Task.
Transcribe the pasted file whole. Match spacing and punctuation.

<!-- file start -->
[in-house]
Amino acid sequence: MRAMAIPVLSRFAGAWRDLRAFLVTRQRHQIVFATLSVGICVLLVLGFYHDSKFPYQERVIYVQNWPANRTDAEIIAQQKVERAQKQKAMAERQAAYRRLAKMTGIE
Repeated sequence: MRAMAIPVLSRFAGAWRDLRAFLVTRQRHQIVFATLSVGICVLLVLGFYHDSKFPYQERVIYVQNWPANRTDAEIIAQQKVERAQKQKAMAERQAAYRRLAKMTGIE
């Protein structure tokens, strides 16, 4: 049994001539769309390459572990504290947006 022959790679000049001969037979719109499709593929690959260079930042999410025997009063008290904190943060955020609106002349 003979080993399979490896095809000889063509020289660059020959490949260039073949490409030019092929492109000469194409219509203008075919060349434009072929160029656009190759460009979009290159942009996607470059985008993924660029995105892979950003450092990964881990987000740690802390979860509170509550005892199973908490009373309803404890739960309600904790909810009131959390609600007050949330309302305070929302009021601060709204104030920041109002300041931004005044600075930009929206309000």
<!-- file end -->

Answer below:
[in-house]
Amino acid sequence: MRAMAIPVLSRFAGAWRDLRAFLVTRQRHQIVFATLSVGICVLLVLGFYHDSKFPYQERVIYVQNWPANRTDAEIIAQQKVERAQKQKAMAERQAAYRRLAKMTGIE
Repeated sequence: MRAMAIPVLSRFAGAWRDLRAFLVTRQRHQIVFATLSVGICVLLVLGFYHDSKFPYQERVIYVQNWPANRTDAEIIAQQKVERAQKQKAMAERQAAYRRLAKMTGIE
């Protein structure tokens, strides 16, 4: 049994001539769309390459572990504290947006 022959790679000049001969037979719109499709593929690959260079930042999410025997009063008290904190943060955020609106002349 003979080993399979490896095809000889063509020289660059020959490949260039073949490409030019092929492109000469194409219509203008075919060349434009072929160029656009190759460009979009290159942009996607470059985008993924660029995105892979950003450092990964881990987000740690802390979860509170509550005892199973908490009373309803404890739960309600904790909810009131959390609600007050949330309302305070929302009021601060709204104030920041109002300041931004005044600075930009929206309000």